Chechen–Ingush Autonomous Soviet Socialist Republic

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Chechen–Ingush Autonomous Soviet Socialist Republic
Нохч-ГІалгІайн ACCP
Чечено-Ингушская ACCP
Autonomous republic of the Soviet Union

 

1934–1944
1957–1991

 

Flag Coat of arms
Flag Coat of arms
Location of Chechen–Ingush ASSR
Map of the Soviet Caucasus
including the Chechen–Ingush ASSR.
Capital Grozny
Historical era 20th century
 -  Ingush and Chechen
   Autonomous Oblasts
   unified
January 15 1934
 -  Sovereignty declared November 1990
 -  Independence declared May 1991
Today part of  Russia
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The Chechen–Ingush Autonomous Soviet Socialist Republic, or Chechen–Ingush ASSR (Chechen: Нохч-ГІалгІайн Автономнин Советски Социалистически Республика; Russian: Чече́но-Ингу́шская Автономная Советская Социалистическая Республика) was an autonomous republic within the Russian SFSR. Its capital was Grozny.

As of 1979 census, its territory was 19,300 km² and population of 1,155,805 (1979 Census):[1] 611,405 being Chechens, 134,744 Ingushes, the rest being Russians and other ethnic groups.[1]

History[edit]

Russian Empire[edit]

In 1810, the historical Ingushetia voluntarily joined Imperial Russia, and in 1859 the historical Chechnya was annexed to Russia as well, during the long Caucasian war of 1817–1864.

Soviet period[edit]

After the Russian Revolution of 1917, on January 20, 1921, Chechnya and Ingushetia joined the Mountain soviet republic. Partition of the Mountain ASSR began shortly after it was formed, and its Chechen District was separated on November 30, 1922 as Chechen Autonomous Oblast. On July 7, 1924, the remains of the Mountain ASSR were split into North Ossetian Autonomous Oblast and Ingush Autonomous Oblast. On January 15, 1934, Chechen and Ingush Autonomous Oblasts were joined into Chechen–Ingush Autonomous Oblast, which was elevated in status to that of an ASSR (Chechen–Ingush ASSR) on December 5, 1936.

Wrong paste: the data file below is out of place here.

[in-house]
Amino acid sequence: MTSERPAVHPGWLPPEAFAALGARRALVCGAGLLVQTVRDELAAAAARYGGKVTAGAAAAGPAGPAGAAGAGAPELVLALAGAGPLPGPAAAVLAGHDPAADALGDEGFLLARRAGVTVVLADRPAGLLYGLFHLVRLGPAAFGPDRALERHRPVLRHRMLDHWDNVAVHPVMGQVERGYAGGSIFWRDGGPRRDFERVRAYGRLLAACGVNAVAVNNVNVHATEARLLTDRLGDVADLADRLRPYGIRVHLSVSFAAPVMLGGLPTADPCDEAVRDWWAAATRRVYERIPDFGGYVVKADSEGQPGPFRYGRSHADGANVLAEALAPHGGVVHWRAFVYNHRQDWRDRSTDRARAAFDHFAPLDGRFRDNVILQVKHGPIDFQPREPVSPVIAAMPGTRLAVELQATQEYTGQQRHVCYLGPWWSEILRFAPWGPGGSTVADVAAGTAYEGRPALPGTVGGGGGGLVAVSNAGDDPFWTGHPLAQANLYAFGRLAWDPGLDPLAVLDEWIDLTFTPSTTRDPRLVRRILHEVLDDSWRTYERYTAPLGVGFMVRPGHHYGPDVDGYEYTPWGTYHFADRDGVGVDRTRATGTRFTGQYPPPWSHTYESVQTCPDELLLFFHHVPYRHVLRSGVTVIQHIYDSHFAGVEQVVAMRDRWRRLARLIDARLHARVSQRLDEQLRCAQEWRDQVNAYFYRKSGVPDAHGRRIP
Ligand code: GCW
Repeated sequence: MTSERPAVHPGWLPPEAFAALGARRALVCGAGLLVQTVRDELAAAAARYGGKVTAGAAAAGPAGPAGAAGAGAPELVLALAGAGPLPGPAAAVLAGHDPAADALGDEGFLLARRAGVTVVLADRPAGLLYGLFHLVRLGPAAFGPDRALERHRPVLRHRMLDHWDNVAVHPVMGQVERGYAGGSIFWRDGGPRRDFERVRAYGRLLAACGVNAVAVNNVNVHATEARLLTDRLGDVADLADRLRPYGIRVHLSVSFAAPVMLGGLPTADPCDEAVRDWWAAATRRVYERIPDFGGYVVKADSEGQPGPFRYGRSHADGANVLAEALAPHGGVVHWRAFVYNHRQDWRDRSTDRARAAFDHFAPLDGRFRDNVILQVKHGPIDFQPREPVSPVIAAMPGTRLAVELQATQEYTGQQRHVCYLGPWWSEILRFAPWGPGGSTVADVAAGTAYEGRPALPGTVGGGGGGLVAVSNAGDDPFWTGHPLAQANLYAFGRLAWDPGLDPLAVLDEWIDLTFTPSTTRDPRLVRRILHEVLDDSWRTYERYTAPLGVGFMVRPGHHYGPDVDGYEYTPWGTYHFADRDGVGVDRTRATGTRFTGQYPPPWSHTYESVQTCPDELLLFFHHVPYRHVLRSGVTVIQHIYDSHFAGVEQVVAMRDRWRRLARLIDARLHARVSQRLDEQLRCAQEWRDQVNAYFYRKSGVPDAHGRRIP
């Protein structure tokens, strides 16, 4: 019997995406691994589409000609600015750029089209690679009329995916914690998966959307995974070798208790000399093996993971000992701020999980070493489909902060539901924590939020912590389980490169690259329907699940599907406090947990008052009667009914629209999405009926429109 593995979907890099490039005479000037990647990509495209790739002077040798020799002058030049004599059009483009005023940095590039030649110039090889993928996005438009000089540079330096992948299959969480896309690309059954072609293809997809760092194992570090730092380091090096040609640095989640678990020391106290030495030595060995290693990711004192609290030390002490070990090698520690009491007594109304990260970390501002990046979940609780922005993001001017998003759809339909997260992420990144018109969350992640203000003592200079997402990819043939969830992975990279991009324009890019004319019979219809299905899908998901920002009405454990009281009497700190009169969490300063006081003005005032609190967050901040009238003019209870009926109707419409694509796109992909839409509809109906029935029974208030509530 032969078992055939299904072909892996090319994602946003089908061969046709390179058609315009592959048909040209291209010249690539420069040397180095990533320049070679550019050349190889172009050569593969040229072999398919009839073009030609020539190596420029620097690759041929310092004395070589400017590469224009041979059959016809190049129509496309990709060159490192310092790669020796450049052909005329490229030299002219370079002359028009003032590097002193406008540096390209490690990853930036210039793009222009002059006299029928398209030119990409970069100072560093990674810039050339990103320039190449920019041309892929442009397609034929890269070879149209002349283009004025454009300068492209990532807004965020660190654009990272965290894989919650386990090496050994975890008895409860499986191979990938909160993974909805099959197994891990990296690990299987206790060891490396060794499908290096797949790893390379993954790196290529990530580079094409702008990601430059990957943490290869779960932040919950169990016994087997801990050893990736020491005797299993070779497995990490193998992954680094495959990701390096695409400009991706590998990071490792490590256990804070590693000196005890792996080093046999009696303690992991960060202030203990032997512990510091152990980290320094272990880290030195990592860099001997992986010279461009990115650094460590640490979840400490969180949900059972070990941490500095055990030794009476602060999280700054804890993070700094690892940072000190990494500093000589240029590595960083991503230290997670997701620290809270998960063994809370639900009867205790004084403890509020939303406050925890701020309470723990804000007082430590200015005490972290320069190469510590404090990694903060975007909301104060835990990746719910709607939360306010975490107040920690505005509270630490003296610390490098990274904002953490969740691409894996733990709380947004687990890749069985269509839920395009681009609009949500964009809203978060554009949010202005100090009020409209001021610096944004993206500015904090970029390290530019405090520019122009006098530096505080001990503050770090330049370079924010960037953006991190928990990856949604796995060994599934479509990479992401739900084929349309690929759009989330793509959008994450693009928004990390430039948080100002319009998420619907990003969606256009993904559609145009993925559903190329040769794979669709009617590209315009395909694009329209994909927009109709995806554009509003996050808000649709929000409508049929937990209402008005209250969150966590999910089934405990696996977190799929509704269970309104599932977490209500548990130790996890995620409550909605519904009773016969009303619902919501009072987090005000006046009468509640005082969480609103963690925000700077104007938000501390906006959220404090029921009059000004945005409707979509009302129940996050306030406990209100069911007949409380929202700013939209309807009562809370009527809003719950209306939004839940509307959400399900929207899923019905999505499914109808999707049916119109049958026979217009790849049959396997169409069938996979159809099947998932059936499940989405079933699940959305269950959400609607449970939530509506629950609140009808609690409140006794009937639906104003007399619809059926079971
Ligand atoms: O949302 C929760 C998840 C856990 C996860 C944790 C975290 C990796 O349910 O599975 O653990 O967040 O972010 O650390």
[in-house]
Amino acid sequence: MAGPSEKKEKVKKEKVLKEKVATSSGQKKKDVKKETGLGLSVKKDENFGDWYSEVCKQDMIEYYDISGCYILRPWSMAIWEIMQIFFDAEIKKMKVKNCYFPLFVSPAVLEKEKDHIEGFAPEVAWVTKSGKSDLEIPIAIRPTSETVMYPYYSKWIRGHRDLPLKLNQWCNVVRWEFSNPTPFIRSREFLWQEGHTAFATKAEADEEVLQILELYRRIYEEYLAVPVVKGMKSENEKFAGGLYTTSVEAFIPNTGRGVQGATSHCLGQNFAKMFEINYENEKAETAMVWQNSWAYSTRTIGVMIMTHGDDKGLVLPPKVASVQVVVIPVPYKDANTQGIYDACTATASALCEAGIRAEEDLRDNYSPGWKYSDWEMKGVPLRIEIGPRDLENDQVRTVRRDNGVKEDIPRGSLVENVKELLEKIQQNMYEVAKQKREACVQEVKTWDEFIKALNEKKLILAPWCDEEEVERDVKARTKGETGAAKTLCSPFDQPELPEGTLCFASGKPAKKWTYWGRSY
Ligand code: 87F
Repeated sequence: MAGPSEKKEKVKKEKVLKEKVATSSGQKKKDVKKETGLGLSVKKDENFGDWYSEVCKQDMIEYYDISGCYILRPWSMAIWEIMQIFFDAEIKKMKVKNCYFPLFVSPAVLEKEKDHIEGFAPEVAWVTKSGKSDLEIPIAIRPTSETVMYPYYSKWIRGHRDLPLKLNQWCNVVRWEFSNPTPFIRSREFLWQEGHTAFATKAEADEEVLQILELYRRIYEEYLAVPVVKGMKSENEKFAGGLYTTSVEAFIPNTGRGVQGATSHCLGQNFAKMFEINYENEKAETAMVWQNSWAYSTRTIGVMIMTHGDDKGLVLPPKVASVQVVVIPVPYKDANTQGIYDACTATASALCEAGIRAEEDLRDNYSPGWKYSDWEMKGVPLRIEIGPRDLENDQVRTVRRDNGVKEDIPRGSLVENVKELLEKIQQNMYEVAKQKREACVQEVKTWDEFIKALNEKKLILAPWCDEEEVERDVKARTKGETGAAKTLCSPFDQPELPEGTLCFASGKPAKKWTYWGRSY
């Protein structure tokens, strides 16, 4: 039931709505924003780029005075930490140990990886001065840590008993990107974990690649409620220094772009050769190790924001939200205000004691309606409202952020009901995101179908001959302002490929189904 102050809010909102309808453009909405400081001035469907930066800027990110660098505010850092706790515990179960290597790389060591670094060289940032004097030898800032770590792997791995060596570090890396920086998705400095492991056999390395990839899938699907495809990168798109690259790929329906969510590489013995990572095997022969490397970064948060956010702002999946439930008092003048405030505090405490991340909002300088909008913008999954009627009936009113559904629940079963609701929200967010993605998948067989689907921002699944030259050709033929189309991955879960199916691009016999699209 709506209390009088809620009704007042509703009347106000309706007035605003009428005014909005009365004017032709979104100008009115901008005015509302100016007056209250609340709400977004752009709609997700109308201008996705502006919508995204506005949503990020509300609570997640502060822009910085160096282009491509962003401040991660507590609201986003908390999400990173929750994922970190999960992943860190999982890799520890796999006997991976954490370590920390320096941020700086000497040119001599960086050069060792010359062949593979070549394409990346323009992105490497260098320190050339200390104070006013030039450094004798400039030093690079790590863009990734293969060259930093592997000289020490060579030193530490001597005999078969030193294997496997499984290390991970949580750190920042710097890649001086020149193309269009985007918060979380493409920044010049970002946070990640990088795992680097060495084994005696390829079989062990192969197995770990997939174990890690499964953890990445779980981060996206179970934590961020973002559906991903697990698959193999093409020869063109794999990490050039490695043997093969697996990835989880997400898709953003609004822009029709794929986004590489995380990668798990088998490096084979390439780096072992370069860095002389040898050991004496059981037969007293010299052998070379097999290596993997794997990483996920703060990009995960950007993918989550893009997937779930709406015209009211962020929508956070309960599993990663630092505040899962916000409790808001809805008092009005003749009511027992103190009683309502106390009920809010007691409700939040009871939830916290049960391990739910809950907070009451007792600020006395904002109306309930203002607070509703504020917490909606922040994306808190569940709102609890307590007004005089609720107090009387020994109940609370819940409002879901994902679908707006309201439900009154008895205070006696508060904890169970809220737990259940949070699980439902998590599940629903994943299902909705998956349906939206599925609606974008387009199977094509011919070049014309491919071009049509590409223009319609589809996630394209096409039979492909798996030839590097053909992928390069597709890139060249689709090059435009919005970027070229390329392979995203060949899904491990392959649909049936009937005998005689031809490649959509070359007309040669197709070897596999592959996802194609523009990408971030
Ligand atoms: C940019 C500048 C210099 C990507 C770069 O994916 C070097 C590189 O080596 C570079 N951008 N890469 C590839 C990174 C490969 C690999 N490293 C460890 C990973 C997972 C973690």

World War II[edit]

During World War II, in 1942–1943, the republic was partly occupied by Nazi Germany while 40,000 Chechens fought in the Red Army. On March 3, 1944, on the orders of Joseph Stalin, the republic was disbanded and its population forcibly deported upon the accusations of collaboration with the invaders and separatism. The territory of the ASSR was divided between Stavropol Krai (where Grozny Okrug was formed), the Dagestan ASSR, the North Ossetian ASSR, and the Georgian SSR.

Post-war period[edit]

The republic was restored on January 9, 1957 by Nikita Khrushchev.

In November 1990, the republic issued the declaration of its sovereignty and in May 1991 an independent Chechen-Ingush Republic was pronounced, which was subsequently divided into independent Chechen Republic and Republic of Ingushetia. Today, both are federal subjects of Russia.

Demographics[edit]

  • Vital statistics
Source: Russian Federal State Statistics Service
Births Deaths Birth rate Death rate
1970 22,651 6,075 21.2 5.7
1975 22,783 6,469 20.4 5.8
1980 24,291 7,711 20.7 6.6
1985 30,745 10,170 25.0 8.3
1990 31,993 11,039 28.2 9.7
1991 31,498 11,081 26.3 9.2
1992 28,875 10,666 23.1 8.5
  • Ethnic groups
1926 census1 1939 census 1959 census 1970 census 1979 census 1989 census 2002 census1
Chechens 295,762 (61.4%) 368,446 (52.9%) 243,974 (34.3%) 508,898 (47.8%) 611,405 (52.9%) 734,501 (57.8%) 1,127,050 (71.7%)
Ingushes 70,084 (14.5%) 83,798 (12.0%) 48,273 (6.8%) 113,675 (10.7%) 134,744 (11.7%) 163,762 (12.9%) 363,971 (23.2%)
Russians 78,196 (16.2%) 201,010 (28.8%) 348,343 (49.0%) 366,959 (34.5%) 336,044 (29.1%) 293,771 (23.1%) 46,204 (2.9%)
Others 38,038 (7.9%) 43,761 (6.3%) 69,834 (9.8%) 74,939 (7.0%) 73,612 (6.4%) 78,395 (6.2%) 33,755 (2.1%)
  1. Combined results of Chechnya and Ingushetia

See also[edit]

References[edit]

  1. ^ a b "Всесоюзная перепись населения 1979 г. Национальный состав населения по регионам России. (All Union Population Census of 1979. Ethnic composition of the population by regions of Russia.)". Всесоюзная перепись населения 1979 года (All-Union Population Census of 1979) (in Russian). Demoscope Weekly (website of the Institute of Demographics of the State University—Higher School of Economics. 1979. Retrieved 2008-11-25.